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The Keys to Hiring a Strong Dementia Care Staff

The Keys to Hiring a Strong Dementia Care Staff
When it comes to onboarding in the field of dementia care, what do you need to look for in your staff? And how can you ensure their success?
 
My colleagues Kim and Virginia recently attended the ALFA 2015 Senior Living Executive Conference, where they met many owners and builders with questions just like this.
 
Then an ALFA article, Strategies for Greater Staff Stability by Angela Hickman Brady, caught my attention, as it captures the sentiments that were expressed by several executives in one of the conference sessions. In that session, executives shared their perspectives on how to successfully on-board staff and promote retention.
 
I would imagine that on-boarding staff is a challenge in any industry, but in my experience as an occupational therapist and a Global Professional Instructor/dementia care trainer, I know that it’s particularly important in the healthcare field because healthcare requires a specialized set of skills that focus on compassion.
 
The executives in the session were of a similar mind, Brady reports, and shared approaches such as:
 
  • Focus on the attitude of the potential new hire
  • Approach the hiring process from the perspective of your company’s mission
  • Ensure that employees feel valued, respected, and have a variety of tangible incentives
 
Ben Thompson, a participant from Senior Living Communities, emphasized his perspective of fostering what I view as relationship-centered care. He talked about how it’s important to “encourage the employees to get involved in the residents’ lives. They should be talking to the residents and getting to know them as family members. Engaged employees don’t just show up for work; they perform tasks well and with enthusiasm, they go above and beyond, they are committed to the organization, they want to be at the organization, and they are fulfilled by their job.”
 
I agree that these are all very important approaches. And this discussion relates to a very important foundational piece of a much bigger picture:
 
How do we create environments that enable those we serve to have meaningful, enriched, and engaged lives? How do we bring together the right staff with the right attitudes and approach to care, in order to create an environment that fosters relationships, individualized care, and optimal function and emotional well-being of each person?
 
Blair Minton, another participant, addressed this when he identified himself as a “mission-based employer.”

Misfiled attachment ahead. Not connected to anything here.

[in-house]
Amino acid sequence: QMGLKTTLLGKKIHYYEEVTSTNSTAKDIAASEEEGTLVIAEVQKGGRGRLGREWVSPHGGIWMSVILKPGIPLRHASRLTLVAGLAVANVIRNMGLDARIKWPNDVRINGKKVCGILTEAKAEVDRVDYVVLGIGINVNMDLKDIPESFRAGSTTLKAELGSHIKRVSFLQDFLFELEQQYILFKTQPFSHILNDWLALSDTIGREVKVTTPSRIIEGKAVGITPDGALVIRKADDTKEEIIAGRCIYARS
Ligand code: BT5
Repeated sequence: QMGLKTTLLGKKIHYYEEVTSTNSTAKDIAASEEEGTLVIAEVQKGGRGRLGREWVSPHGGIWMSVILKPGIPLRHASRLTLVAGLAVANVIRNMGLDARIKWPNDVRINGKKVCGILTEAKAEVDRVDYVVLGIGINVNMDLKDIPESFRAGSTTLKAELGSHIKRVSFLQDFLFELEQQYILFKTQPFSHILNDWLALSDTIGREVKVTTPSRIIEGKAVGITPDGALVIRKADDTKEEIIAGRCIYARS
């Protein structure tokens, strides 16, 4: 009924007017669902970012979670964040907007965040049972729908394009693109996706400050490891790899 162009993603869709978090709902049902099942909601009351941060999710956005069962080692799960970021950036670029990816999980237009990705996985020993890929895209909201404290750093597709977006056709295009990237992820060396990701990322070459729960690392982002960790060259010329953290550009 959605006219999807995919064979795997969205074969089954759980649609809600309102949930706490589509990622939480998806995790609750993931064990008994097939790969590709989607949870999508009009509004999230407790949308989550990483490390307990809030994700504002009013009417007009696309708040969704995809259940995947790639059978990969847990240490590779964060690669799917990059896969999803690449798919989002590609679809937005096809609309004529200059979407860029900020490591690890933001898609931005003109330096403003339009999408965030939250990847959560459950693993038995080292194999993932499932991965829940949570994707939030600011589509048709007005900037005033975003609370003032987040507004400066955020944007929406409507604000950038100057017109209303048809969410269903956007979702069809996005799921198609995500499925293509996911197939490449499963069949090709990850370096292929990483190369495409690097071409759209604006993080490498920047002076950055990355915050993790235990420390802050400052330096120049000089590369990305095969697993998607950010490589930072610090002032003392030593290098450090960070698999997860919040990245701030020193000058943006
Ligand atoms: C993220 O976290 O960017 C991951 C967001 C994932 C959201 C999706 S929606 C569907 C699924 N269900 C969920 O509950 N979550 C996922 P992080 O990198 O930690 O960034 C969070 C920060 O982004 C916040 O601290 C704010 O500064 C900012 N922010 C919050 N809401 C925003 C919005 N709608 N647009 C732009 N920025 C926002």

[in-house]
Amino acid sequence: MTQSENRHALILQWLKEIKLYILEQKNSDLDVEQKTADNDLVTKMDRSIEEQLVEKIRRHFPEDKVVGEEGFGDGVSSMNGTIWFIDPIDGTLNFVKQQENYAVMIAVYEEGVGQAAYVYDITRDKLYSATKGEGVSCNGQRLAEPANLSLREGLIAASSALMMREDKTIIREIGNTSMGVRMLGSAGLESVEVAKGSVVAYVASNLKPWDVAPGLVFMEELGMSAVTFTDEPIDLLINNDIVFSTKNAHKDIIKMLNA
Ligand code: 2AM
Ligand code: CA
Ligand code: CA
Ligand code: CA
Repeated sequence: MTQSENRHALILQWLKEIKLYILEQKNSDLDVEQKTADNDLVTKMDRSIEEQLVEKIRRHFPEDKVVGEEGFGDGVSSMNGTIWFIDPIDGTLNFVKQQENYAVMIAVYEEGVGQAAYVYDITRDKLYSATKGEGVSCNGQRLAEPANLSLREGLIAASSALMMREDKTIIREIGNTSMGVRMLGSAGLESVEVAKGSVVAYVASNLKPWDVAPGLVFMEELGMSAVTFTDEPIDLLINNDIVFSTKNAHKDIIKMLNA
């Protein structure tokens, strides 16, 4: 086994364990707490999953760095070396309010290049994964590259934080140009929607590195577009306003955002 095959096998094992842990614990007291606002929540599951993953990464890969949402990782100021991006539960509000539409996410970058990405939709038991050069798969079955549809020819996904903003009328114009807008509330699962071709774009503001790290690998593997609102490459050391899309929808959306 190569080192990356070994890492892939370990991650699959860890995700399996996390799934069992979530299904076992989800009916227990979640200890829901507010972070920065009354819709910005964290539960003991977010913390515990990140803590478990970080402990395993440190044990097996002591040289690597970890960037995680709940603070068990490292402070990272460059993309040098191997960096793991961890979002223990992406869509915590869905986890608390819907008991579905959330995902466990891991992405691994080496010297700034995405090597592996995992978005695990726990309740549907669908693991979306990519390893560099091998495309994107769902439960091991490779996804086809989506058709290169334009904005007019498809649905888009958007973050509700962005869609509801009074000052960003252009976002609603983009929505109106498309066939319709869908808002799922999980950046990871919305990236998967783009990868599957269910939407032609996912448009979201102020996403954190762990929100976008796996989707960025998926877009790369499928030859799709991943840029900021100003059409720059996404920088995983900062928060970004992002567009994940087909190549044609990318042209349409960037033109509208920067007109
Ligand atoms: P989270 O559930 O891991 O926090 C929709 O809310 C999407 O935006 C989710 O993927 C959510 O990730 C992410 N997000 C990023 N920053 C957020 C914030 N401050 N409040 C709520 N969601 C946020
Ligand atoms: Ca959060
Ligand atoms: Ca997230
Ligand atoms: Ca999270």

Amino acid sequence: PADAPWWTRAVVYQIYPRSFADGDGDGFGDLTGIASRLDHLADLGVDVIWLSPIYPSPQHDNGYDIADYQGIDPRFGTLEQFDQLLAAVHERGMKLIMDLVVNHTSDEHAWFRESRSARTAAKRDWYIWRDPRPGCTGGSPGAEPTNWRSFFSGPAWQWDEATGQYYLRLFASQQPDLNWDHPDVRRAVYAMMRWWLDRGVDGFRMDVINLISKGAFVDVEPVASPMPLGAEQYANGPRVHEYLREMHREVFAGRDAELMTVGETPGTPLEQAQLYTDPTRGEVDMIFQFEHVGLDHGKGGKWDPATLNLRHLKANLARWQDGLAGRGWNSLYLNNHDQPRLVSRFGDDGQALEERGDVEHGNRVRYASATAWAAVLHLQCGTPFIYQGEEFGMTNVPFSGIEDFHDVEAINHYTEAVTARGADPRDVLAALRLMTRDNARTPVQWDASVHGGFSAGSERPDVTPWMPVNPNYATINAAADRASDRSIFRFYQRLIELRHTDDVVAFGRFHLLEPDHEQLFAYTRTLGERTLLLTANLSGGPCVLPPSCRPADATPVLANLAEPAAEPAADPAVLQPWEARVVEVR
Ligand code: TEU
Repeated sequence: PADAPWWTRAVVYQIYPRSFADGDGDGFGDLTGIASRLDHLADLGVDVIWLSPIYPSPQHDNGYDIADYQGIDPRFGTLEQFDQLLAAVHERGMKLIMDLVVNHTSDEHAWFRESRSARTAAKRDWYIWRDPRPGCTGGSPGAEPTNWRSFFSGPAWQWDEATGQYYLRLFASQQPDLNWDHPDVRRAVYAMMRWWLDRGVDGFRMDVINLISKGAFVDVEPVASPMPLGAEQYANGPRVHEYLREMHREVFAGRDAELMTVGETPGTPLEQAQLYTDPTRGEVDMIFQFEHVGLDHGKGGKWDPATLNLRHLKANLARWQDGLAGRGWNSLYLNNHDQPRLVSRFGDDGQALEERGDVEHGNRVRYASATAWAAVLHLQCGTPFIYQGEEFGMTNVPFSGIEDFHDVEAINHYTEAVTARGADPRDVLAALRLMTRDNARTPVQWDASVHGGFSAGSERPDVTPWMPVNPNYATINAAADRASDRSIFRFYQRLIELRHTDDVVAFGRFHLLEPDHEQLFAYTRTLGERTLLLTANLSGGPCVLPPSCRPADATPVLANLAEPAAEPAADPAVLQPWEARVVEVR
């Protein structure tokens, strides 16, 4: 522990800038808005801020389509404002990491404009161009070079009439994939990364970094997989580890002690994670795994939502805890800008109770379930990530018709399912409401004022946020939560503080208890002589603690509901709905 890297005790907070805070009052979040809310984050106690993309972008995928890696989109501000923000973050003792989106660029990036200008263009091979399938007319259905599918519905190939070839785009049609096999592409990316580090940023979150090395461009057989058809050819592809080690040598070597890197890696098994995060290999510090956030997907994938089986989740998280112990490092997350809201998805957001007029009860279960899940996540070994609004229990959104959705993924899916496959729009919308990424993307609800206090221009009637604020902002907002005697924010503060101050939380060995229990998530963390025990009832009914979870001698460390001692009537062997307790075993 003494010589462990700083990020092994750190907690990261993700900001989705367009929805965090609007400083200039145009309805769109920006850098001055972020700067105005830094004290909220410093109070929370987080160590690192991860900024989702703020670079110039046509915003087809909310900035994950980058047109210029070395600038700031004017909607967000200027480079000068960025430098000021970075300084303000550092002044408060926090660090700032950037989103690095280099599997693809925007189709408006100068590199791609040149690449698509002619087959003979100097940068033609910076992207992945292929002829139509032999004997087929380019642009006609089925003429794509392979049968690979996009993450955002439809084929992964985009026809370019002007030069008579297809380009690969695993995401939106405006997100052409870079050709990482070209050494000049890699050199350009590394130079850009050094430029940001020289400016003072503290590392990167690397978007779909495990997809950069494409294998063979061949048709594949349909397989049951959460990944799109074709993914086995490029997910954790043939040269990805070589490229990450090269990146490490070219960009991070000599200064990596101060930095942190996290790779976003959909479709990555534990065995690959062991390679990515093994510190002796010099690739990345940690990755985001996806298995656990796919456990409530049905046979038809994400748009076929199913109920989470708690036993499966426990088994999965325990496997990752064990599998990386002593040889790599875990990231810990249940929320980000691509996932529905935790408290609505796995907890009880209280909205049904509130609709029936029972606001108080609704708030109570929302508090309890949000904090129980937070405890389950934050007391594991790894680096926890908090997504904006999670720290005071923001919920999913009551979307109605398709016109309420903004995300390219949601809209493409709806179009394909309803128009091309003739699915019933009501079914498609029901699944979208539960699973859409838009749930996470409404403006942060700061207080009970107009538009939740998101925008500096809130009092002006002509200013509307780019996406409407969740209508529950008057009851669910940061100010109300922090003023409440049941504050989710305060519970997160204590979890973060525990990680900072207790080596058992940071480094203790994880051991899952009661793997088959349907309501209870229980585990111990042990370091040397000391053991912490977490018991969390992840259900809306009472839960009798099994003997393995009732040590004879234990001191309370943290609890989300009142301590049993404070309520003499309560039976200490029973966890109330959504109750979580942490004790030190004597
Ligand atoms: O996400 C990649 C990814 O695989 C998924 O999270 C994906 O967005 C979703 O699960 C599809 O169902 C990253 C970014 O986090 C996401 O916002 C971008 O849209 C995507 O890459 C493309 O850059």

I agree: Mission is critical, as it drives the work that we do. It’s another foundational piece of the larger schema.
 
But how do we enact the mission and have key stakeholders working toward the same goal? 
 
The alchemy of hiring and fostering employee relations is important. Every organization should engage in a mission-driven philosophy. 
 
My experience also tells me this:
 
The piece that ties it all together is a philosophy of care or a model of care.
 
Once you have the right players on your team and they’re all aware of the goal, they need a structure to guide their performance. That’s where a model of care is key to promoting success.
 
I’ve seen it happen. Here at Dementia Care Specialists, we provide a model of care that helps facilities support the needs and abilities of persons living with Alzheimer’s disease and other related dementias. We help facilities and their staff place the needs of each individual at the center of the care they provide. This model of care focuses on the remaining abilities of each person you care partner with, and promotes that person’s emotional and functional well-being.
 
And when residents are optimally engaged, enabled, and feel joy, then staff are engaged, enabled, and feel joy—and satisfaction in their work.
 
Assisted living facilities are where people turn when they have increased needs with their daily self-care. As you likely know, the Alzheimer’s Association anticipates that by 2050, over 13 million Americans will be living with Alzheimer’s/dementia. 

Providing care to this special population requires the key elements of the right staff, a mission-based philosophy, and a model of care that supports this unique population.
 
Which keys do you have? Which do you think are most important? Please share in the comments.
 
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